And, yes, actually, American society is pretty rotten toward children in general. When we were in groups we were accused of loitering, we had little opportunity for recreation, and our very presence offended adults. Trying to ban drinking and stop teenage sex are probably just the tips of the iceberg. Fun really offends neo-puritans, and fun might be any deviation from the regimen inflicted on us.

Actually, the only hypocrisy I see when it comes to the age matter is on the side of the authoritarians/prohibitionists. They were able to arbitrarily extend the definition of “underage” to 21 in an instance that suited them against adults. On the other side of the scale, kids who can’t even vote can be punished as adults, without losing and of the legal impairments of being a minor. As @augustlan says, they should at least be consistent.

rooeytoo's avatar

All this angst about 3 years difference. But yes I have said I agree, if 18 is the magic age for becoming a grown up, you leave home, get a job, support yourself, join the military (there is no draft as there was when I was young) then yep drink away, although I still find it sad that alcohol is necessary to have fun or viewed as such a huge source of pleasure. Basically it is the means to make and ass out of yourself, kill yourself or someone else in your car and the ticket to feeling like shit the next day. But I degress.

With regard to American society being rotten to children and not wanting them to have fun, I find that to be a totally false statement. Lack of consideration for the rest of the world is what offends most people, and that includes other children who do have manners and consideration and respect and manage to have fun too.

augustlan's avatar

@rooeytoo I actually wasn’t trying to make a point, just answering your questions.

rooeytoo's avatar

@augustlan – well then no wonder I didn’t get it!!!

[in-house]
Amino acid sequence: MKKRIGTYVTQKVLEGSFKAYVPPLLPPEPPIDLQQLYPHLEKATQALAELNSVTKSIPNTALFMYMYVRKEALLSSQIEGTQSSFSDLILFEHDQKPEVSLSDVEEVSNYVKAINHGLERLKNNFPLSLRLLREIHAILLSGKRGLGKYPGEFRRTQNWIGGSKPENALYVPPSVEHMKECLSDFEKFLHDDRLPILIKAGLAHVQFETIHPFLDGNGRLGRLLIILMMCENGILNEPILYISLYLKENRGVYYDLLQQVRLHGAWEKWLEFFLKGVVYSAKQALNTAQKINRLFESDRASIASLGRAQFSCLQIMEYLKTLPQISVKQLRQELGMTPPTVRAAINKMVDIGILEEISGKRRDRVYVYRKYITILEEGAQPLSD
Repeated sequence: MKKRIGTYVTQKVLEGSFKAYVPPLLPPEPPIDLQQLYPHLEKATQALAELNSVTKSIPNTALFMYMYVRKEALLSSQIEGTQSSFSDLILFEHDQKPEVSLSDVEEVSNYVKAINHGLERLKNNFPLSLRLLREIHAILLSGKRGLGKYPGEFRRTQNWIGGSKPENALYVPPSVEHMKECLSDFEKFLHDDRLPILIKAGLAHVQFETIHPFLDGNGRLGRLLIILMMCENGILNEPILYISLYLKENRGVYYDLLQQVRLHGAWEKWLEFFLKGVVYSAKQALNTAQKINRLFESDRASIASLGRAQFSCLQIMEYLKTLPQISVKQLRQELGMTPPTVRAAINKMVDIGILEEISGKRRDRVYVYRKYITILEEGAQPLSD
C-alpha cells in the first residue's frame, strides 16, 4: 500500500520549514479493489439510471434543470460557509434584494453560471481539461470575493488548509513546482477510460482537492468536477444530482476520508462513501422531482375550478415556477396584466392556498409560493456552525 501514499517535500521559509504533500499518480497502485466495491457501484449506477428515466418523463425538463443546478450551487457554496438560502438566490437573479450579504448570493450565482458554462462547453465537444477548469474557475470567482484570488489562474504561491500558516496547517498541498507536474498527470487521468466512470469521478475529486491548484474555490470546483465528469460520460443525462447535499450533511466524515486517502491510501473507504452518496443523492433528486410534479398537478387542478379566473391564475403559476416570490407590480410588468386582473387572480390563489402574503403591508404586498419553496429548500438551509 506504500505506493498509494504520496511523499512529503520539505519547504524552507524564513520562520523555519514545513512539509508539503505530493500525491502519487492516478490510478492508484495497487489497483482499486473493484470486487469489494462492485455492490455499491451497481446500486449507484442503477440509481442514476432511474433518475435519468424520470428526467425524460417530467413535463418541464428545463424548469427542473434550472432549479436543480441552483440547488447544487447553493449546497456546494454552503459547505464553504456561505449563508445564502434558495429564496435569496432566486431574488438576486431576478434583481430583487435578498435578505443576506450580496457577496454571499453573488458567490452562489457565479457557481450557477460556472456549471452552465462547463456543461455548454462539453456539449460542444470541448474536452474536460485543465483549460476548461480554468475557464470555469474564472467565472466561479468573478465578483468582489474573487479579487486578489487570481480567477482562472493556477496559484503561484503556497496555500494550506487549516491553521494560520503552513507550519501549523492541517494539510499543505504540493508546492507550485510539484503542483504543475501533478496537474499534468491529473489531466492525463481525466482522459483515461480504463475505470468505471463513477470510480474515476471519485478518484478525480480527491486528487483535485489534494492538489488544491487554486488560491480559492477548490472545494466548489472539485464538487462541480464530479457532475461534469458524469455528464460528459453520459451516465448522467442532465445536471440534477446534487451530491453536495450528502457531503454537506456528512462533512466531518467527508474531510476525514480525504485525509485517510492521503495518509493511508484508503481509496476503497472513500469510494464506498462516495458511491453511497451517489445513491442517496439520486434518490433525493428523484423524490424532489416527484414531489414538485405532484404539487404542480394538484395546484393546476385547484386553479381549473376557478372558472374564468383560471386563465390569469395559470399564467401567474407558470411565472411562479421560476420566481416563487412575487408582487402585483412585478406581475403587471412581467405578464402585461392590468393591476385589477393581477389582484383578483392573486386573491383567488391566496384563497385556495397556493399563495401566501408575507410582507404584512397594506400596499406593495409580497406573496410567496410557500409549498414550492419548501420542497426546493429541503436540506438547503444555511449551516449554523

bolwerk's avatar

@rooeytoo: frankly, alcoholic drinks are healthy (in that it improves general health) and people who drink them tend to be healthier. Sure, they can be pleasurable, but most drinkers don’t do the things you mention. What’s sad is that a few problem drinkers and overzealous prohibitionists ruin it for the vast majority of people who don’t bother anyone, either by controlling themselves or through voluntary abstinence. And if you’re so concerned about people killing other people in cars, it might be more worthwhile to consider a car ban, since most automobile fatalities are not “alcohol-related.”

I hardly see how the USA’s prison-like schools, lack of recreational opportunity, and general angst toward allowing kids to enjoy themselves in groups is pleasant toward children.

rooeytoo's avatar

@bolwerk – The studies that show drinkers are healthier must be funded by the alcohol industry. I only cited car related deaths. If you go beyond that, 85% of police calls are alcohol related, spousal and child abuse is as well. Health related problems linked to alcohol are endless. And if you think alcoholism is a rare disease, I suggest you go to a couple of AA meetings or alateen.

I am truly sorry that you are forced to go to prison like schools, that you have no tennis courts, basketball courts, swimming pools or other recreational facilities to enjoy. Yes it is so sad that kids can’t enjoy themselves by playing video games, or on their iphones and ipads. It’s a rough life kiddo, and let me tell you, it ain’t gonna get any better when you are an adult. Actually that is when real life sets in!

bolwerk's avatar

@rooeytoo: it must be funded by the alcohol industry, so it can’t be true? (They’re not funded by the alcohol industry, of course, but nice try!) As for those other things, so what? That people prone to antisocial behavior are prone to substance abuse isn’t news. Many of them are probably smokers, drivers, and masturbaters too. Something like 100% of automobile accidents involve a car, so by your logic you should absolutely be part of Mothers Against Driving Sober too. Religious cult AA meetings no more show that drinking is bad than Weight Watchers means food is bad.

BTW, I’ve been out of school for a long time. I only imagine it’s gotten worse since I was there. I remember hearing after 9/11 that my then rural/exurban (now more suburban) high school started locking its doors. And while I don’t see anything wrong with video games by themselves, that they have replaced physical activity is pretty worrisome.

rooeytoo's avatar

Okay you win, alcohol is wonderful stuff and kids have it terrible.